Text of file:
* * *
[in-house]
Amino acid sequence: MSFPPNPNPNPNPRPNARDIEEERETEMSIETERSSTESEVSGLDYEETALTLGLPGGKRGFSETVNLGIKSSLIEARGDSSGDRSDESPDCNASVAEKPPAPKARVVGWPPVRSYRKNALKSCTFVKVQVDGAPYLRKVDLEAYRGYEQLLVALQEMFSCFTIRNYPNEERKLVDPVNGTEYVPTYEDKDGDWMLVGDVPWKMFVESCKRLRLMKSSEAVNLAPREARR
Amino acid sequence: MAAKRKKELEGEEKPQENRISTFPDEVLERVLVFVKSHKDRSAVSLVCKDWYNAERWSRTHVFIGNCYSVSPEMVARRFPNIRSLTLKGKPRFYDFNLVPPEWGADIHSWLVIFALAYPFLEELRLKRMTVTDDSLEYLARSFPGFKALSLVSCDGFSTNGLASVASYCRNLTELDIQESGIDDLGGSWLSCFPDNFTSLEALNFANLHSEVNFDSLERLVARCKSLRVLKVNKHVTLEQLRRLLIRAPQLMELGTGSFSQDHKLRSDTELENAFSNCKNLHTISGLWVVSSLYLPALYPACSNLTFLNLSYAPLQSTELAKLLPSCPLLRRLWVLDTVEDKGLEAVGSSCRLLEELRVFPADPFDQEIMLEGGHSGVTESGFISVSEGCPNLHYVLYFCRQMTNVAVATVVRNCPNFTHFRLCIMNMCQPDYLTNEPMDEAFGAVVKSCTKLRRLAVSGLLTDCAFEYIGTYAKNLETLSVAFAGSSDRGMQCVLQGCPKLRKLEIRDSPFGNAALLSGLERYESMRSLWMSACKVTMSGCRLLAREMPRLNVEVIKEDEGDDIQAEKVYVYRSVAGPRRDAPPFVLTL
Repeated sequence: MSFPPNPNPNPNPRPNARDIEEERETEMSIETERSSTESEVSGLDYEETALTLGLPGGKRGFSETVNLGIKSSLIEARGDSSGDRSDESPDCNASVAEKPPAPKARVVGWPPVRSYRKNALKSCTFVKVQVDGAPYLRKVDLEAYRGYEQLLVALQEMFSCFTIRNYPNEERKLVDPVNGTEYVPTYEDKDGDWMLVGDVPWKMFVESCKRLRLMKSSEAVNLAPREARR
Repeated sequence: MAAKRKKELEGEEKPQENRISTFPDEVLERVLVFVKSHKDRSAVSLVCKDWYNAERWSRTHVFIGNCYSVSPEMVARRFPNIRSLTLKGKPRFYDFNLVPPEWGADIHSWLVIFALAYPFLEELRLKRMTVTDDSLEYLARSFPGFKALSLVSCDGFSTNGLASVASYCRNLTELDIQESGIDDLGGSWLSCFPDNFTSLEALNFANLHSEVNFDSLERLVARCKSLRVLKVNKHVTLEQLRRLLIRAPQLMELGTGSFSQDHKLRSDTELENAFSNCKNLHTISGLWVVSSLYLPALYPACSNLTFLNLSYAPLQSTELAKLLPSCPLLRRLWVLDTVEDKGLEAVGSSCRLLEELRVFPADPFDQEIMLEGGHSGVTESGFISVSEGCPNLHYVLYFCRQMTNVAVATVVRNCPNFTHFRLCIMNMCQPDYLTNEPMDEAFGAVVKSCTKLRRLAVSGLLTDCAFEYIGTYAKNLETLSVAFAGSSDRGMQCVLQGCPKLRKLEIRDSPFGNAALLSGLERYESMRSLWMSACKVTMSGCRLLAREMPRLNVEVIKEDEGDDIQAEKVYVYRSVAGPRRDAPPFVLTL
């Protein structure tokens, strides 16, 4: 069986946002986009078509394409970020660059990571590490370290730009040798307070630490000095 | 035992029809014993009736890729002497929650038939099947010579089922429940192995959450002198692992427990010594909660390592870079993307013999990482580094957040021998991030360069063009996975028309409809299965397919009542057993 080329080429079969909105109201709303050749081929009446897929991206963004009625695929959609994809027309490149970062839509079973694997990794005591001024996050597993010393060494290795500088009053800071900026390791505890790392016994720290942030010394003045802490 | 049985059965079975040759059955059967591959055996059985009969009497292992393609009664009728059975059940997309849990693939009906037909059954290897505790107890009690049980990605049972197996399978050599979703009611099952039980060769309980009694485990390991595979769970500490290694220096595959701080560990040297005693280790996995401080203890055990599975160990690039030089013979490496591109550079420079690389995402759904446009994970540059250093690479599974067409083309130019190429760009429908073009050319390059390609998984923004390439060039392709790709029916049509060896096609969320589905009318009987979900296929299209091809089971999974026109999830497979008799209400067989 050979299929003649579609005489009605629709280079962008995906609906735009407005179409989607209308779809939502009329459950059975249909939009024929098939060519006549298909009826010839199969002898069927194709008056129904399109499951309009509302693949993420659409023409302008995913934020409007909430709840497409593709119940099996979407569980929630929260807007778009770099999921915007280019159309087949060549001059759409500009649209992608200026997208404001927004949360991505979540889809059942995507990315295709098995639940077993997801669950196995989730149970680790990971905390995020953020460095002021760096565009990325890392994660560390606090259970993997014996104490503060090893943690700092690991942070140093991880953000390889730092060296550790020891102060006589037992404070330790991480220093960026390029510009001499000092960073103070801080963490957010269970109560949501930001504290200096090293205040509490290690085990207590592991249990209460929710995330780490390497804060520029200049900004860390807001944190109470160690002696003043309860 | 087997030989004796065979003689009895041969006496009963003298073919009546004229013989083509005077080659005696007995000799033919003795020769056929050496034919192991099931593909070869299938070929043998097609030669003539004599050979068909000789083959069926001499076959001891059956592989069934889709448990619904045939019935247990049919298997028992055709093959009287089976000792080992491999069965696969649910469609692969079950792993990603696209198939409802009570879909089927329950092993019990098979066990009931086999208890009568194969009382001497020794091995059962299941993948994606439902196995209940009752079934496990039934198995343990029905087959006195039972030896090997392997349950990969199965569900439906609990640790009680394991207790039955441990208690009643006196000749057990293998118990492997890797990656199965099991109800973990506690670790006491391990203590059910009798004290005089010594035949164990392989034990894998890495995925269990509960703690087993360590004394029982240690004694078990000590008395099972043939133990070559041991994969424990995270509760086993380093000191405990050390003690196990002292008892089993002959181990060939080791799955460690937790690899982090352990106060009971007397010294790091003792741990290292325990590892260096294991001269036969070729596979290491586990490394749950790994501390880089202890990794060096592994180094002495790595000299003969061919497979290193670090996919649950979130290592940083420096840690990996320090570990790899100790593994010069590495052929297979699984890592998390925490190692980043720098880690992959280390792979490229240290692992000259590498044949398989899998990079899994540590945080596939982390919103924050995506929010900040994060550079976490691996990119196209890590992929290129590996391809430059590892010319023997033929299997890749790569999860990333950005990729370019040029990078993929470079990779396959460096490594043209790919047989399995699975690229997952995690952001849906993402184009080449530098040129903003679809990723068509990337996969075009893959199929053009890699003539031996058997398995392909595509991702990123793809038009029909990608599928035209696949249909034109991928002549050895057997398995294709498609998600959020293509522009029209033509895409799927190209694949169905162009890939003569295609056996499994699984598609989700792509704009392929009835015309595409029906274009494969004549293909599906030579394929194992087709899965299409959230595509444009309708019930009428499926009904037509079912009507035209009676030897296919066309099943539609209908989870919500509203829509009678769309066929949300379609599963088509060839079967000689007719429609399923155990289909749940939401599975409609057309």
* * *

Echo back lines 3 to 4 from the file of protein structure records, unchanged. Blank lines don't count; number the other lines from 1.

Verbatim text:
Amino acid sequence: MAAKRKKELEGEEKPQENRISTFPDEVLERVLVFVKSHKDRSAVSLVCKDWYNAERWSRTHVFIGNCYSVSPEMVARRFPNIRSLTLKGKPRFYDFNLVPPEWGADIHSWLVIFALAYPFLEELRLKRMTVTDDSLEYLARSFPGFKALSLVSCDGFSTNGLASVASYCRNLTELDIQESGIDDLGGSWLSCFPDNFTSLEALNFANLHSEVNFDSLERLVARCKSLRVLKVNKHVTLEQLRRLLIRAPQLMELGTGSFSQDHKLRSDTELENAFSNCKNLHTISGLWVVSSLYLPALYPACSNLTFLNLSYAPLQSTELAKLLPSCPLLRRLWVLDTVEDKGLEAVGSSCRLLEELRVFPADPFDQEIMLEGGHSGVTESGFISVSEGCPNLHYVLYFCRQMTNVAVATVVRNCPNFTHFRLCIMNMCQPDYLTNEPMDEAFGAVVKSCTKLRRLAVSGLLTDCAFEYIGTYAKNLETLSVAFAGSSDRGMQCVLQGCPKLRKLEIRDSPFGNAALLSGLERYESMRSLWMSACKVTMSGCRLLAREMPRLNVEVIKEDEGDDIQAEKVYVYRSVAGPRRDAPPFVLTL
Repeated sequence: MSFPPNPNPNPNPRPNARDIEEERETEMSIETERSSTESEVSGLDYEETALTLGLPGGKRGFSETVNLGIKSSLIEARGDSSGDRSDESPDCNASVAEKPPAPKARVVGWPPVRSYRKNALKSCTFVKVQVDGAPYLRKVDLEAYRGYEQLLVALQEMFSCFTIRNYPNEERKLVDPVNGTEYVPTYEDKDGDWMLVGDVPWKMFVESCKRLRLMKSSEAVNLAPREARR